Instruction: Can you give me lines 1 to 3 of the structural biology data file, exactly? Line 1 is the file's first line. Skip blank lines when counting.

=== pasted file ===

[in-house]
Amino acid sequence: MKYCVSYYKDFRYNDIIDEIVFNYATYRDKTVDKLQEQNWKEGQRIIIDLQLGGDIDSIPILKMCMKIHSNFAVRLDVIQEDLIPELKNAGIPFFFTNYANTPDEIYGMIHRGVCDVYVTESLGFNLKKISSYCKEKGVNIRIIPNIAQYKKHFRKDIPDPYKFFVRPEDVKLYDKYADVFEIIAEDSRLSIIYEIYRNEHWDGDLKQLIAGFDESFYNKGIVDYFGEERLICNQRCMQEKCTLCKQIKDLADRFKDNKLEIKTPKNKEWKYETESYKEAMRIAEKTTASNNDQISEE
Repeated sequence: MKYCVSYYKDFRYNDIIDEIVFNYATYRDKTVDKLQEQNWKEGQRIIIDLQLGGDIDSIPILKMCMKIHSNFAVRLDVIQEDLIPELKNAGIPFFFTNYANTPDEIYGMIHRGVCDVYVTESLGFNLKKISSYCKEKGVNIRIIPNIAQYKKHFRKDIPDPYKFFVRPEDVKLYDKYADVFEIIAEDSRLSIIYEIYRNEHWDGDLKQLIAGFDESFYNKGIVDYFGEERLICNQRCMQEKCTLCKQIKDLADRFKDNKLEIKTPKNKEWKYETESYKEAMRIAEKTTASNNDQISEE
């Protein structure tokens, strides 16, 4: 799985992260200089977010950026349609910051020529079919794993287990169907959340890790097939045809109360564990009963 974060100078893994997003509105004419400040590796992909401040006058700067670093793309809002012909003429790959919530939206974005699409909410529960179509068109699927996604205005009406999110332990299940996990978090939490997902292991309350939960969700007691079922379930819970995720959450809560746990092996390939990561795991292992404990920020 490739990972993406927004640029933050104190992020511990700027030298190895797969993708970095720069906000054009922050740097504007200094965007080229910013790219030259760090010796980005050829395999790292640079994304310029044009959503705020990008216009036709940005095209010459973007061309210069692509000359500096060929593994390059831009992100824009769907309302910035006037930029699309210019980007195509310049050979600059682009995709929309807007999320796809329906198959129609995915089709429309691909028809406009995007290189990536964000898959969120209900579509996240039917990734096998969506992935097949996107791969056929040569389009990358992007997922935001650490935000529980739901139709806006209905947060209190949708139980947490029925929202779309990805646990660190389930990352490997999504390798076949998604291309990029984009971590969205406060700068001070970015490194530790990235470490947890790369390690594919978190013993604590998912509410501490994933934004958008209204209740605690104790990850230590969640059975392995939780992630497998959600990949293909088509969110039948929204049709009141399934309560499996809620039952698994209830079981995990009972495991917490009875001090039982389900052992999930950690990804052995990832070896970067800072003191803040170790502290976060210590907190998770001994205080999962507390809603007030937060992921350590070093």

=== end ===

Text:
[in-house]
Amino acid sequence: MKYCVSYYKDFRYNDIIDEIVFNYATYRDKTVDKLQEQNWKEGQRIIIDLQLGGDIDSIPILKMCMKIHSNFAVRLDVIQEDLIPELKNAGIPFFFTNYANTPDEIYGMIHRGVCDVYVTESLGFNLKKISSYCKEKGVNIRIIPNIAQYKKHFRKDIPDPYKFFVRPEDVKLYDKYADVFEIIAEDSRLSIIYEIYRNEHWDGDLKQLIAGFDESFYNKGIVDYFGEERLICNQRCMQEKCTLCKQIKDLADRFKDNKLEIKTPKNKEWKYETESYKEAMRIAEKTTASNNDQISEE
Repeated sequence: MKYCVSYYKDFRYNDIIDEIVFNYATYRDKTVDKLQEQNWKEGQRIIIDLQLGGDIDSIPILKMCMKIHSNFAVRLDVIQEDLIPELKNAGIPFFFTNYANTPDEIYGMIHRGVCDVYVTESLGFNLKKISSYCKEKGVNIRIIPNIAQYKKHFRKDIPDPYKFFVRPEDVKLYDKYADVFEIIAEDSRLSIIYEIYRNEHWDGDLKQLIAGFDESFYNKGIVDYFGEERLICNQRCMQEKCTLCKQIKDLADRFKDNKLEIKTPKNKEWKYETESYKEAMRIAEKTTASNNDQISEE